Prolonged exposure to lead-based paints and other products carries the risk of many adverse health effects. Learning about the dangers of lead exposure and how to avoid them can help everyone from homeowners to landlords avoid hazardous situations.

What is Lead Poisoning?

Lead is a metal that is poisonous (toxic) when inhaled or eaten. Lead gets into the bloodstream. It is stored in the organs, tissues, bones, and teeth.  

With increasing or prolonged exposure, lead can cause:  

  • Permanent damage to the central nervous system, especially the brain  
  • Delayed development in children  
  • Behavioral changes in children 
  • Decreased production of red blood cells (anemia)  
  • Hearing problems 
  • Damage to the reproductive systems of men and women 
  • Kidney disease 
  • Convulsions (seizures)  
  • Coma  

The leading source of exposure to lead is lead-based paint. This was outlawed for residential use in 1978. But it remains in some older homes. The main hazard is paint dust, as lead enters the air when old paint is scraped, sanded, or begins to flake.  

People can get lead into their bodies in other ways. These include: 

  • Drinking water from pipes that are made of lead or use lead solder 
  • Using ceramic dishes made with lead 
  • Using products made with lead-containing paint (often imported from other countries) 
  • Playing in lead-contaminated soil 
  • Using lead in hobbies or crafts such as making stained glass 
  • Using certain home remedies that contain lead 
  • Eating lead-contaminated spices purchased in foreign countries (unusual)  

Children face the most serious risk. Their growing bodies absorb more lead. Young children, especially toddlers, tend to put objects in their mouths that may be covered with lead dust. If lead paint is flaking, small children sometimes eat the sweet-tasting paint chips. Or they chew on painted surfaces, such as window sills. 

Adults who have high lead levels in their blood usually were exposed in the workplace. Industries with a high potential for exposure include: 

  • Construction that involves welding, cutting, blasting, or other disturbances of surfaces painted with lead 
  • Smelter operations 
  • Radiator repair shops 
  • Firing ranges   

Since lead was banned in gasoline and residential paint in the 1970s, average blood levels of lead have dropped dramatically in the United States.  

In children, lead levels of 5 micrograms or more per deciliter (mcg/dL) of blood are known to be hazardous. Recent studies suggest that even lower levels may be harmful. Pediatricians closely monitor children whose lead level is approaching 5 (mcg/dL). They are encouraged to look carefully for possible sources of lead exposure.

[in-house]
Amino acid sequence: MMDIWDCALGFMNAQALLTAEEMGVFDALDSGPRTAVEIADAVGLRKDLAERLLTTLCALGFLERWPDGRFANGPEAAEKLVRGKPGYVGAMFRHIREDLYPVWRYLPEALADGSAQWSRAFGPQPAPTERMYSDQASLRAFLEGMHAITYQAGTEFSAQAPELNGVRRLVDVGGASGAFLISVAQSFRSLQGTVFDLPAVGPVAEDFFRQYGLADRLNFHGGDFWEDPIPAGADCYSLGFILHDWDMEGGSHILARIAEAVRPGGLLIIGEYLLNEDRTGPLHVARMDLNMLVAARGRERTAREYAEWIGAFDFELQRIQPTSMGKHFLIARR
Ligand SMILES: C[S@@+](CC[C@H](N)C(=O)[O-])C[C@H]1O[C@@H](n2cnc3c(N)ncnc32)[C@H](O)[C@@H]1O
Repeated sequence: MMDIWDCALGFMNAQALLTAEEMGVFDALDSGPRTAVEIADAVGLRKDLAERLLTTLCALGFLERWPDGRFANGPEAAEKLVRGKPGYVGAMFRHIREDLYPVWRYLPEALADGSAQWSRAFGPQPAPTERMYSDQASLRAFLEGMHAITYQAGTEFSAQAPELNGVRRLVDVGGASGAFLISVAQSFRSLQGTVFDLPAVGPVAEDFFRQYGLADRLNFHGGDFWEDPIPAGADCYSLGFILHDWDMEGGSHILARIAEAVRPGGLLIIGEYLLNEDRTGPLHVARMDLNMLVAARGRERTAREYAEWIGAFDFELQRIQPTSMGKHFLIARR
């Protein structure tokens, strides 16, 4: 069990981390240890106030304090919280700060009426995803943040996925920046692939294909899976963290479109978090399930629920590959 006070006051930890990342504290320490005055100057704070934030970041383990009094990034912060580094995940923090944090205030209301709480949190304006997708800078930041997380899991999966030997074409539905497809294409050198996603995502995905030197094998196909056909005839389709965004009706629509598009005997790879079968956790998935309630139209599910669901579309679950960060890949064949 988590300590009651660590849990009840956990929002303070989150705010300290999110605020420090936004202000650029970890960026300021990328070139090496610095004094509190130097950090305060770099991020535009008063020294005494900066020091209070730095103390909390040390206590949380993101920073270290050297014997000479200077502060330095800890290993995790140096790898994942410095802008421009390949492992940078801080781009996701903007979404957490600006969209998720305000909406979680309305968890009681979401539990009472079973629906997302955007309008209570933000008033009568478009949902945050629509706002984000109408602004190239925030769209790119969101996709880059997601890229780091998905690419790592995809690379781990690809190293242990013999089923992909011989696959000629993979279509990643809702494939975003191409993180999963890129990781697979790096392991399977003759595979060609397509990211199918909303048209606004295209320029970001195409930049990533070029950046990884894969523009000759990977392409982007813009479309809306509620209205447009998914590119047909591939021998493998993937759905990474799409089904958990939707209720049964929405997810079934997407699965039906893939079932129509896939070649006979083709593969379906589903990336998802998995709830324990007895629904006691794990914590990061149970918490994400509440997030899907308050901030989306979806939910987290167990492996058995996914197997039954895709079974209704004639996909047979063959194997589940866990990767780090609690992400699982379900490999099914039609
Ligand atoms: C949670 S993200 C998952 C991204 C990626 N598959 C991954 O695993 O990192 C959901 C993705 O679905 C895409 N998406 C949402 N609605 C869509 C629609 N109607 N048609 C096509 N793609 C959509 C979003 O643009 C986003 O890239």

Symptoms of Lead Poisoning

Children with blood lead levels of 5–25 mcg/dL usually do not show any obvious symptoms of too much lead in the body. The damage may not be obvious. It only becomes noticeable at school age, when the child shows signs of possible learning disabilities, behavioral problems, or mental retardation. 

At higher exposures, children may experience:  

  • Decreased production of red blood cells (anemia)  
  • Tiredness and fatigue  
  • Headaches  
  • Severe abdominal pain and cramps  
  • Hearing problems  
  • Slowed growth  
  • Persistent vomiting  
  • Convulsions  
  • Coma 

Adults with blood lead levels of 40–50 mcg/dL may display some of the same symptoms, or any of the following:  

  • Inability to sleep  
  • Memory and concentration problems  
  • Infertility  
  • Kidney damage  
  • High blood pressure 

In pregnant women:  

  • Stillbirths 
  • Miscarriages 
  • Premature births  
  • Problems in fetal neurological development  
  • Diagnosis

Testing & Screening for Lead Exposure

Blood tests can also be used for lead screening. Because there are often no early symptoms, a blood test is the best way to identify children at risk of lead poisoning at an early stage.  

Lead screening typically starts at age 6 months to 12 months. Lead screening guidelines vary from state to state, but the minimum screening is at 1 and 2 years. The CDC and the American Academy of Pediatrics recommend that children under age 6 be tested for lead if they:

  • Live in or regularly visit a house or daycare center built before 1950 
  • Live in or regularly visit a house built before 1978 that has been remodeled in the last six months  
  • Have a brother, sister, housemate, or playmate who is being treated for lead poisoning  
  • Live with a parent whose job or hobby involves exposure to lead  
  • Live near an active smelter, battery recycling plant, or other industry likely to release lead into the air  
  • Have been seen eating paint chips or dirt  
  • Have low levels of iron in the blood (anemia) 
  • Have never been tested for lead

Illinois Environmental Contractors Association Resources

For more information on finding a local contractor to assist with the lead abatement process, check the resources below:

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